Yu, Weili; Noureldine, Dalal; Isimjan, Tayirjan T.; Bin, Lin; Del Gobbo, Silvano; Abulikemu, Mutalifu; Hedhili, Mohamed N.; Anjum, Dalaver H.; Takanabe, Kazuhiro(Phys. Chem. Chem. Phys., Royal Society of Chemistry (RSC), 2015)[Article]
Efficient photocatalytic hydrogen generation in a suspension system requires a sophisticated nano-device that combines a photon absorber with effective redox catalysts. This study demonstrates an innovative molecular linking strategy for fabricating photocatalytic materials that allow effective charge separation of excited carriers, followed by efficient hydrogen evolution. The method for the sequential replacement of ligands with appropriate molecules developed in this study tethers both quantum dots (QDs), as photosensitizers, and metal nanoparticles, as hydrogen evolution catalysts, to TiO2 surfaces in a controlled manner at the nano-level. Combining hydrophobic and hydrophilic interactions on the surface, CdSe-ZnS core-shell QDs and an Au-Pt alloy were attached to TiO2 without overlapping during the synthesis. The resultant nano-photocatalysts achieved substantially high-performance visible-light-driven photocatalysis for hydrogen evolution. All syntheses were conducted at room temperature and in ambient air, providing a promising route for fabricating visible-light-responsive photocatalysts.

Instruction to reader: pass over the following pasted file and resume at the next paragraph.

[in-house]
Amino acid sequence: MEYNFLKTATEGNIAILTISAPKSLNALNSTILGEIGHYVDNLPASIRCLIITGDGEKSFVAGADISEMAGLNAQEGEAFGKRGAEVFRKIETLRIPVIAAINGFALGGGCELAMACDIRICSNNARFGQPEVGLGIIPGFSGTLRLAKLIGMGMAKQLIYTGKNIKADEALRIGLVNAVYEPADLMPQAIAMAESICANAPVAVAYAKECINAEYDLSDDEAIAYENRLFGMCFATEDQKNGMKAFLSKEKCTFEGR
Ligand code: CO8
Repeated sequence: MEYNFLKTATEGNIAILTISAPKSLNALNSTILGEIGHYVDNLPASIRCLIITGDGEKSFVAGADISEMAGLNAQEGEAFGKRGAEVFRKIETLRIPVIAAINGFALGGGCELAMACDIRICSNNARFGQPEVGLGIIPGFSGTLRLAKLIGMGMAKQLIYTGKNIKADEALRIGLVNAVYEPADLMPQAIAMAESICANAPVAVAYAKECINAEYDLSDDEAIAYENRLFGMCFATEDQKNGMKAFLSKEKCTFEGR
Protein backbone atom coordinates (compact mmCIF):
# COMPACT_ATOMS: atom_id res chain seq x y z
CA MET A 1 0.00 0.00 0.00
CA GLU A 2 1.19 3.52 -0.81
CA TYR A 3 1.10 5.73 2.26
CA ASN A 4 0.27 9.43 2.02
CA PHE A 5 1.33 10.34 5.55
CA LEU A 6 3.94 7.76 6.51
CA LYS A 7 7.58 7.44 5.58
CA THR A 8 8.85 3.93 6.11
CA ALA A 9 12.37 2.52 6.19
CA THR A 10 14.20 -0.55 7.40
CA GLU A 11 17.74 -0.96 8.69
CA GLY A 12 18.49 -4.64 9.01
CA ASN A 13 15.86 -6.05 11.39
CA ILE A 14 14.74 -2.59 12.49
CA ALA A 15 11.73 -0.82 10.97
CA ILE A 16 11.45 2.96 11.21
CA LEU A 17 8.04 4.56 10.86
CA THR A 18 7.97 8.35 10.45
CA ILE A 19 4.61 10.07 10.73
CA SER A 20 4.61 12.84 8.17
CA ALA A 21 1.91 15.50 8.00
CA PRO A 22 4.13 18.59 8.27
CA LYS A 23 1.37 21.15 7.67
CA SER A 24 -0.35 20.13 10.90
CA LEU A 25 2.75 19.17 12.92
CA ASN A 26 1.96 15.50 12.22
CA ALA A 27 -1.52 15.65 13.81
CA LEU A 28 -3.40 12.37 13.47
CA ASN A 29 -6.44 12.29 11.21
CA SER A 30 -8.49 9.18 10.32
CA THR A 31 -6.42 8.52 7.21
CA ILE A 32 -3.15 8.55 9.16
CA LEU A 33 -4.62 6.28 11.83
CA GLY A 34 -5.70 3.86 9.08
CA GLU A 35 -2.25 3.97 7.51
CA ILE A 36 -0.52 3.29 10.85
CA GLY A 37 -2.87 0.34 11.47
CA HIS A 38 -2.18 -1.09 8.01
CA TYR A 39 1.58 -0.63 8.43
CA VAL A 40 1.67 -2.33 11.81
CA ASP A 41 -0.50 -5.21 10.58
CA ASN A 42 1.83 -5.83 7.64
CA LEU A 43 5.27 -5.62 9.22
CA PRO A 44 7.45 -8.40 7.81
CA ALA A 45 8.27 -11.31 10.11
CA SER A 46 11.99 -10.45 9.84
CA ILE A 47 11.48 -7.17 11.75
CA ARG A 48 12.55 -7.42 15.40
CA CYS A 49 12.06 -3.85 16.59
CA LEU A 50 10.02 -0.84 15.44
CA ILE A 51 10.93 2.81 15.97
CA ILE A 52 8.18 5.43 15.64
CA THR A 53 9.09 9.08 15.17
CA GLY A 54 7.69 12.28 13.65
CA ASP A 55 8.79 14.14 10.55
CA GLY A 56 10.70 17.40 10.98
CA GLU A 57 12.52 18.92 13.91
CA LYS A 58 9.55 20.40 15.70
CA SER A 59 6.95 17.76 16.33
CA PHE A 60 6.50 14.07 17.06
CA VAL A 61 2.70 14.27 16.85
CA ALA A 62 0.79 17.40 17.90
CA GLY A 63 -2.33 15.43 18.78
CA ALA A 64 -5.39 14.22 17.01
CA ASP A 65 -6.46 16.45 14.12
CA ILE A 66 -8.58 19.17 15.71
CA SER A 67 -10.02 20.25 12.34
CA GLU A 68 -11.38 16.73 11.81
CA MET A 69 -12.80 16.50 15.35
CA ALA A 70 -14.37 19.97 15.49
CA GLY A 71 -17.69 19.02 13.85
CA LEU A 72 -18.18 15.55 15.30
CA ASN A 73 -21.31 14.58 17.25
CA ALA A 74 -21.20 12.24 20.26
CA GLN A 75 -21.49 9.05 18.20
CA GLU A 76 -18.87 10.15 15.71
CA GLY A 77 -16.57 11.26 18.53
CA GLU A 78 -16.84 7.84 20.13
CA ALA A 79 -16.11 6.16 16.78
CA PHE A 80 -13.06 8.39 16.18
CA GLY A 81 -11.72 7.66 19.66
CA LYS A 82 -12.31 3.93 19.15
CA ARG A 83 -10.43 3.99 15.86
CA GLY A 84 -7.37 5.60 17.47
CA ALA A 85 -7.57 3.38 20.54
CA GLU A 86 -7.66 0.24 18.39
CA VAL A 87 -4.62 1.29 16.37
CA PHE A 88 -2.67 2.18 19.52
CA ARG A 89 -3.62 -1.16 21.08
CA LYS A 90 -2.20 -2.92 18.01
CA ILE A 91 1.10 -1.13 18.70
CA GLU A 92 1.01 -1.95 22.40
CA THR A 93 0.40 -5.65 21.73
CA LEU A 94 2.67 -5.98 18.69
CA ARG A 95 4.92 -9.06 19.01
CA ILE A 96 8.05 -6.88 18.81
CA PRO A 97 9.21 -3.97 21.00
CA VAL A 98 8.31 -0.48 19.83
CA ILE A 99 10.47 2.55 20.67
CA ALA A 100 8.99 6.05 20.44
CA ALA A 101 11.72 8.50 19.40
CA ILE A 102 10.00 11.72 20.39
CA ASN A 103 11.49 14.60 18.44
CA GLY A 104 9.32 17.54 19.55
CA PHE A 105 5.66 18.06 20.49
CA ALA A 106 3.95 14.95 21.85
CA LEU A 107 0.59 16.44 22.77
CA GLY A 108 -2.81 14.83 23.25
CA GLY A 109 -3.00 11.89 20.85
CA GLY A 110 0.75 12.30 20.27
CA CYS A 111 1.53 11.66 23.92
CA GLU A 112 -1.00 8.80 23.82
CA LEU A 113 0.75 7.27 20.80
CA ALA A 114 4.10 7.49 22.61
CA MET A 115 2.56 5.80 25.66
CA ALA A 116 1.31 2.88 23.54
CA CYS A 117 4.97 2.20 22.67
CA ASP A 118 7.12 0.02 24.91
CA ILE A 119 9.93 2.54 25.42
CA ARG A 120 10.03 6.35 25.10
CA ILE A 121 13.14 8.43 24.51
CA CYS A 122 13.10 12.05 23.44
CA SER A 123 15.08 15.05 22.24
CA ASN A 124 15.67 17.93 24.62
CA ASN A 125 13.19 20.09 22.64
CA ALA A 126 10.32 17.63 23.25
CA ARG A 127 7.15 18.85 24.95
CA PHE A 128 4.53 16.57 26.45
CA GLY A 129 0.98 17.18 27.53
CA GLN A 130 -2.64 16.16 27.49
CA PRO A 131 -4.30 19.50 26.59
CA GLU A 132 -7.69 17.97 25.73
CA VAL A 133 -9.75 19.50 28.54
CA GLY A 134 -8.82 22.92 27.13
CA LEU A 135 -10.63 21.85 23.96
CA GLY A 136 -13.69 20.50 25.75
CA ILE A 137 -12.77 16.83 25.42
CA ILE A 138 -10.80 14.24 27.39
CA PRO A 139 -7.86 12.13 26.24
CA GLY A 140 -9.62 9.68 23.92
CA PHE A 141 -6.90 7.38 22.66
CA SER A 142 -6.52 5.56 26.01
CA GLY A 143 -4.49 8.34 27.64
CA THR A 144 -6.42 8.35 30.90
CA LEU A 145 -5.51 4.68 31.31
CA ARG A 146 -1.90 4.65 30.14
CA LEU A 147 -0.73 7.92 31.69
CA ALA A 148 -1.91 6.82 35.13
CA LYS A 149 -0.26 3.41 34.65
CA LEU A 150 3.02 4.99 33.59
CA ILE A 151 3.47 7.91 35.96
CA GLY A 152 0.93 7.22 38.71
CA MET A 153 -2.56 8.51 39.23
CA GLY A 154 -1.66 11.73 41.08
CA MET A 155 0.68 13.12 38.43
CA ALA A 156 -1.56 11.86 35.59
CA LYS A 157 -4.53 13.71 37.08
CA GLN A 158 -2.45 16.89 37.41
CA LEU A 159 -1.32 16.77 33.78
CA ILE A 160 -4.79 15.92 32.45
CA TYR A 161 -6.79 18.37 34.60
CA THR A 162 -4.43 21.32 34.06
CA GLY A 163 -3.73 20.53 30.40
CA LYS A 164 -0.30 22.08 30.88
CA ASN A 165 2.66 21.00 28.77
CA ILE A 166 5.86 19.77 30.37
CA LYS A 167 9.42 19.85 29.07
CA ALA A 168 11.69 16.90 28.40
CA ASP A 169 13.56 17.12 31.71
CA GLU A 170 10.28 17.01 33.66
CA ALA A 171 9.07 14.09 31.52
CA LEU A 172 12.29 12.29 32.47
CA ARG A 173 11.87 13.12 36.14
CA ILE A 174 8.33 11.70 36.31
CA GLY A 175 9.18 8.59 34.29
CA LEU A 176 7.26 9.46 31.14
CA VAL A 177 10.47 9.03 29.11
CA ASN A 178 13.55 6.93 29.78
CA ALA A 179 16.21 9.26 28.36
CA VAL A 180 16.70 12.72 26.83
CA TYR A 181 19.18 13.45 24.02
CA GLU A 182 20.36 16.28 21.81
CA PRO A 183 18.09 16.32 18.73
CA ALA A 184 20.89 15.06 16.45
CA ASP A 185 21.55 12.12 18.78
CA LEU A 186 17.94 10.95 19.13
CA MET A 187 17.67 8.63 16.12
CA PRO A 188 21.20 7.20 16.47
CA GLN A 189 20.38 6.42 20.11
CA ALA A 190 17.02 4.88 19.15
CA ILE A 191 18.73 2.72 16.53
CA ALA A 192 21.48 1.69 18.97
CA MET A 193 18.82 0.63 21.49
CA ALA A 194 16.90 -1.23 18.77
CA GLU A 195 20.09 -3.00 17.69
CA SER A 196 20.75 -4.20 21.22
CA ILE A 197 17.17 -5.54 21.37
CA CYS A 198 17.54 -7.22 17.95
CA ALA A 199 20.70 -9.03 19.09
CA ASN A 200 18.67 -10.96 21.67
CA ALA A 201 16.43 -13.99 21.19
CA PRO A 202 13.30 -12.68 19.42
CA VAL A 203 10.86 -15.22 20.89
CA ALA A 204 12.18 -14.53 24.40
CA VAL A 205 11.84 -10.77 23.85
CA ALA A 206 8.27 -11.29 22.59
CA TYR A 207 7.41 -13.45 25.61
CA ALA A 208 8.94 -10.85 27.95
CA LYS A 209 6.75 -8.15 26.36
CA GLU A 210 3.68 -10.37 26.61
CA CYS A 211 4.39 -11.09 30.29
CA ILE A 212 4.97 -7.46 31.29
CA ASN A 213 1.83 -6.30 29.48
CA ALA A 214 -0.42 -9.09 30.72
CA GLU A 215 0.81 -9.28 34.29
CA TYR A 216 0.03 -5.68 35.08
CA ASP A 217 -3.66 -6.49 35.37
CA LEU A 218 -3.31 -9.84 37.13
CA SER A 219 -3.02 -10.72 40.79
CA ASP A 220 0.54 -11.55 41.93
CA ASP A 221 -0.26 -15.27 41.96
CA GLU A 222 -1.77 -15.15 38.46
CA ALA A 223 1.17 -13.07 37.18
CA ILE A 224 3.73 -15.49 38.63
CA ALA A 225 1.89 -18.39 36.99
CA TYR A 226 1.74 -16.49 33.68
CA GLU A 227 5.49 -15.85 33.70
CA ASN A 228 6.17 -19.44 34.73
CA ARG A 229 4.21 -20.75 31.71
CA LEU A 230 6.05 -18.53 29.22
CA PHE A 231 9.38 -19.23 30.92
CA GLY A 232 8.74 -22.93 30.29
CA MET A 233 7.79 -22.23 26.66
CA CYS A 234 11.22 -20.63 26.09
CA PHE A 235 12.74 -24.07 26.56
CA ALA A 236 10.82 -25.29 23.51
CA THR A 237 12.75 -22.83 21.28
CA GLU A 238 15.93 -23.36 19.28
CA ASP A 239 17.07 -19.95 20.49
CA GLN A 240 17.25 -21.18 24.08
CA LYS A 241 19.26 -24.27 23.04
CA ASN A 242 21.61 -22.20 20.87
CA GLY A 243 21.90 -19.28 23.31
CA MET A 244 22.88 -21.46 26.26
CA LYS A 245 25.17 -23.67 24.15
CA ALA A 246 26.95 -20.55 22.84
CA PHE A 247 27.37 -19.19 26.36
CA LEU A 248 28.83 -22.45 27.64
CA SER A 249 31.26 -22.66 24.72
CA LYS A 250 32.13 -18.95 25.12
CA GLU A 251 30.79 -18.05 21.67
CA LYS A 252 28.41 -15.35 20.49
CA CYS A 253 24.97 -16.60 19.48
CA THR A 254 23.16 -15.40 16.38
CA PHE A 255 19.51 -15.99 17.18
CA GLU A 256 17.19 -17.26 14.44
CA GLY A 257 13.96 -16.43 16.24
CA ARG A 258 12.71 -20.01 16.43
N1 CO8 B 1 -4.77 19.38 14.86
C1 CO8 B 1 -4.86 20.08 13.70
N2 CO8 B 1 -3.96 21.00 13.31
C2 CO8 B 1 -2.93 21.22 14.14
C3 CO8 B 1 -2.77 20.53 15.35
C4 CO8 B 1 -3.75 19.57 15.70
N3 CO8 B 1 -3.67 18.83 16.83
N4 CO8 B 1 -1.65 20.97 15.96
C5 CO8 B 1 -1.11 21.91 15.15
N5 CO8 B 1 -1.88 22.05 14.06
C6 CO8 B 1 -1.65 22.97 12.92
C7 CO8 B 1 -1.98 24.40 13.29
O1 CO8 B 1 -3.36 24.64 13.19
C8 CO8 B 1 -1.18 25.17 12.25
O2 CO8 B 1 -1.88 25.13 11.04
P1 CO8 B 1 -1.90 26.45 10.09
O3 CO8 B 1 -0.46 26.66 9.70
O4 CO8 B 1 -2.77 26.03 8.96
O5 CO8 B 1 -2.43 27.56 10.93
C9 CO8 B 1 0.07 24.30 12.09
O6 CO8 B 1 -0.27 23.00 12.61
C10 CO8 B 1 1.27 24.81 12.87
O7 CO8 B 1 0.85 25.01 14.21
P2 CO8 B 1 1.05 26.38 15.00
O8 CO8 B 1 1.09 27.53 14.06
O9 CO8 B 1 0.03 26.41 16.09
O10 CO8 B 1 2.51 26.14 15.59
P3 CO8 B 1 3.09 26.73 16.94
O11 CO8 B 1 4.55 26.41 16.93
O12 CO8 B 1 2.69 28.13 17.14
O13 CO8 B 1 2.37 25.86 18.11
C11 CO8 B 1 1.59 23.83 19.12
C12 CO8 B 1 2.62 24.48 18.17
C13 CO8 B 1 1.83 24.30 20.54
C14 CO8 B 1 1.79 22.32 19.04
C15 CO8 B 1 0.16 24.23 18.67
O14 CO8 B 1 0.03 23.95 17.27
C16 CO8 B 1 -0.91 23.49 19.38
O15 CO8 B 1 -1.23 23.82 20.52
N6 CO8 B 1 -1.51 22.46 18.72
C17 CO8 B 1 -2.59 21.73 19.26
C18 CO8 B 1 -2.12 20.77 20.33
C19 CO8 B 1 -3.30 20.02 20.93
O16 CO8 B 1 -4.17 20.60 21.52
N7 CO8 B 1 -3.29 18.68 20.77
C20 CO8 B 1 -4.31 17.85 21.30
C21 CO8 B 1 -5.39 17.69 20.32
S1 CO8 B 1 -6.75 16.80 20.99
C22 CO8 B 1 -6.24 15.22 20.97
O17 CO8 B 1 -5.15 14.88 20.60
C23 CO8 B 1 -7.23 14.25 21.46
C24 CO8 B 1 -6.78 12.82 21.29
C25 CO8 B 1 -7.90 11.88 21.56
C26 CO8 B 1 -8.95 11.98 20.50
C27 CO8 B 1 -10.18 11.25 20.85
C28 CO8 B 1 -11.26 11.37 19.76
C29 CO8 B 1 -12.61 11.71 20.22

Bootharaju, Megalamane Siddaramappa; Kozlov, Sergey; Cao, Zhen; Harb, Moussab; Parida, Manas R.; Hedhili, Mohamed N.; Mohammed, Omar F.; Bakr, Osman; Cavallo, Luigi; Basset, Jean-Marie(Nanoscale, Royal Society of Chemistry (RSC), 2017-06-07)[Article]
Heteroatom doping of atomically precise nanoclusters (NCs) often yields a mixture of doped and undoped products of single-atom difference, whose separation is extremely difficult. To overcome this challenge, novel synthesis methods are required to offer monodisperse doped NCs. For instance, the direct synthesis of PtAg28 NCs produces a mixture of [Ag29(BDT)12(TPP)4]3- and [PtAg28(BDT)12(TPP)4]4- NCs (TPP: triphenylphosphine; BDT: 1,3-benzenedithiolate). Here, we designed a ligand-exchange (LE) strategy to synthesize single-sized, Pt-doped, superatomic Ag NCs [PtAg28(BDT)12(TPP)4]4- by LE of [Pt2Ag23Cl7(TPP)10] NCs with BDTH2 (1,3-benzenedithiol). The doped NCs were thoroughly characterized by optical and photoelectron spectroscopy, mass spectrometry, total electron count, and time-dependent density functional theory (TDDFT). We show that the Pt dopant occupies the center of the PtAg28 cluster, modulates its electronic structure and enhances its photoluminescence intensity and excited-state lifetime, and also enables solvent interactions with the NC surface. Furthermore, doped NCs showed unique reactivity with metal ions - the central Pt atom of PtAg28 could not be replaced by Au, unlike the central Ag of Ag29 NCs. The achieved synthesis of single-sized PtAg28 clusters will facilitate further applications of the LE strategy for the exploration of novel multimetallic NCs.